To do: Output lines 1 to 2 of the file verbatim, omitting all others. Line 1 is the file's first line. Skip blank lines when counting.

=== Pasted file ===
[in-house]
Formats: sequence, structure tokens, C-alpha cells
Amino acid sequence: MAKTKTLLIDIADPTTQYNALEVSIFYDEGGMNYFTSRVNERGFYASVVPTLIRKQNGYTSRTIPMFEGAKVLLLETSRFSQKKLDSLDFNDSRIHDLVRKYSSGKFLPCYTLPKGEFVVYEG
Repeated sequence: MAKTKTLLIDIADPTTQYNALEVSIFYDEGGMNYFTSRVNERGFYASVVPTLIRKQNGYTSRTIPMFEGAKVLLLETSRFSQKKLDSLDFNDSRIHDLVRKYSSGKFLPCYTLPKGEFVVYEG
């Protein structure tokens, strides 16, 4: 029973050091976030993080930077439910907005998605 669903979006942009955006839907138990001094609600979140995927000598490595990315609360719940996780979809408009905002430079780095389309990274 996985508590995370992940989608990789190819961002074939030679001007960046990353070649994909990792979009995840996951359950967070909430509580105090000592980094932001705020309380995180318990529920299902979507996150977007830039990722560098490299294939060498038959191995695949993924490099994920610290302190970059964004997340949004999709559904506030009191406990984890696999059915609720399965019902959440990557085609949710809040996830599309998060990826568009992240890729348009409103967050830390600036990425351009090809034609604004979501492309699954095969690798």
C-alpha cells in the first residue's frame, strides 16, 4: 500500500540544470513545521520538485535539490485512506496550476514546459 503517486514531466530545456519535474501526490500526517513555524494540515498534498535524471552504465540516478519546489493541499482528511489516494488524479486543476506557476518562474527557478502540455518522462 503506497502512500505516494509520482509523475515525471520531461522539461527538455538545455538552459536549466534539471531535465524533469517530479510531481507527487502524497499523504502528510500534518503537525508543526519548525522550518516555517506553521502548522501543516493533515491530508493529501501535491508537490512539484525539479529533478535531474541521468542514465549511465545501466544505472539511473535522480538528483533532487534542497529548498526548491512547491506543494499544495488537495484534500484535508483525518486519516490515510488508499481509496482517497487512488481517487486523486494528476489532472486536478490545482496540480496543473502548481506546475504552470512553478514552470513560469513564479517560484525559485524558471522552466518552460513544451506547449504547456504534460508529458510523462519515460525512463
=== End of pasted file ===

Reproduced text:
[in-house]
Formats: sequence, structure tokens, C-alpha cells